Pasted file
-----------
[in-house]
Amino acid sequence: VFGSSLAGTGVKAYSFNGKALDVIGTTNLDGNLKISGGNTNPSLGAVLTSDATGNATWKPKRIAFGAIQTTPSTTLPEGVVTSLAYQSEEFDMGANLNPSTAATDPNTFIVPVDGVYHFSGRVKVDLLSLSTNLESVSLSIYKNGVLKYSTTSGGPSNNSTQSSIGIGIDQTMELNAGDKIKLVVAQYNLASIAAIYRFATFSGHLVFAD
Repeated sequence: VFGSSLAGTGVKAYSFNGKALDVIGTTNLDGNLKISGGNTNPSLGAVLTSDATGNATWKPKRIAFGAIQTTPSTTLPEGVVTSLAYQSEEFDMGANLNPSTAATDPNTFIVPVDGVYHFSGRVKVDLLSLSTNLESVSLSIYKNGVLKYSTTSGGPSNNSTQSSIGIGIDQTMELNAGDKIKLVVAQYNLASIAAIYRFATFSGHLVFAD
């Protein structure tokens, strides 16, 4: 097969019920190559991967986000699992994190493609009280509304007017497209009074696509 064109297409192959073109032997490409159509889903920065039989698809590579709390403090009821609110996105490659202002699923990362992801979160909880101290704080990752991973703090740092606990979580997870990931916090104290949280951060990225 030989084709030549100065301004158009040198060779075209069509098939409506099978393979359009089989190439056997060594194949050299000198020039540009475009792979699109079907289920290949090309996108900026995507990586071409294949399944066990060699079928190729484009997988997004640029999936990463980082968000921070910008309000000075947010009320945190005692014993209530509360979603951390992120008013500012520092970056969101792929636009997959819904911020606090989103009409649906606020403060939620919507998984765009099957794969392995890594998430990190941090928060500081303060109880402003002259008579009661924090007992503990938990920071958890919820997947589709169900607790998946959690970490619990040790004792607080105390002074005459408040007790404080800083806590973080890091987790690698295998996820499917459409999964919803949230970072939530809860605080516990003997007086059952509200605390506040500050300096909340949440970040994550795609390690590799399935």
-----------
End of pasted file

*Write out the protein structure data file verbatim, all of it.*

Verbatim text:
[in-house]
Amino acid sequence: VFGSSLAGTGVKAYSFNGKALDVIGTTNLDGNLKISGGNTNPSLGAVLTSDATGNATWKPKRIAFGAIQTTPSTTLPEGVVTSLAYQSEEFDMGANLNPSTAATDPNTFIVPVDGVYHFSGRVKVDLLSLSTNLESVSLSIYKNGVLKYSTTSGGPSNNSTQSSIGIGIDQTMELNAGDKIKLVVAQYNLASIAAIYRFATFSGHLVFAD
Repeated sequence: VFGSSLAGTGVKAYSFNGKALDVIGTTNLDGNLKISGGNTNPSLGAVLTSDATGNATWKPKRIAFGAIQTTPSTTLPEGVVTSLAYQSEEFDMGANLNPSTAATDPNTFIVPVDGVYHFSGRVKVDLLSLSTNLESVSLSIYKNGVLKYSTTSGGPSNNSTQSSIGIGIDQTMELNAGDKIKLVVAQYNLASIAAIYRFATFSGHLVFAD
């Protein structure tokens, strides 16, 4: 097969019920190559991967986000699992994190493609009280509304007017497209009074696509 064109297409192959073109032997490409159509889903920065039989698809590579709390403090009821609110996105490659202002699923990362992801979160909880101290704080990752991973703090740092606990979580997870990931916090104290949280951060990225 030989084709030549100065301004158009040198060779075209069509098939409506099978393979359009089989190439056997060594194949050299000198020039540009475009792979699109079907289920290949090309996108900026995507990586071409294949399944066990060699079928190729484009997988997004640029999936990463980082968000921070910008309000000075947010009320945190005692014993209530509360979603951390992120008013500012520092970056969101792929636009997959819904911020606090989103009409649906606020403060939620919507998984765009099957794969392995890594998430990190941090928060500081303060109880402003002259008579009661924090007992503990938990920071958890919820997947589709169900607790998946959690970490619990040790004792607080105390002074005459408040007790404080800083806590973080890091987790690698295998996820499917459409999964919803949230970072939530809860605080516990003997007086059952509200605390506040500050300096909340949440970040994550795609390690590799399935």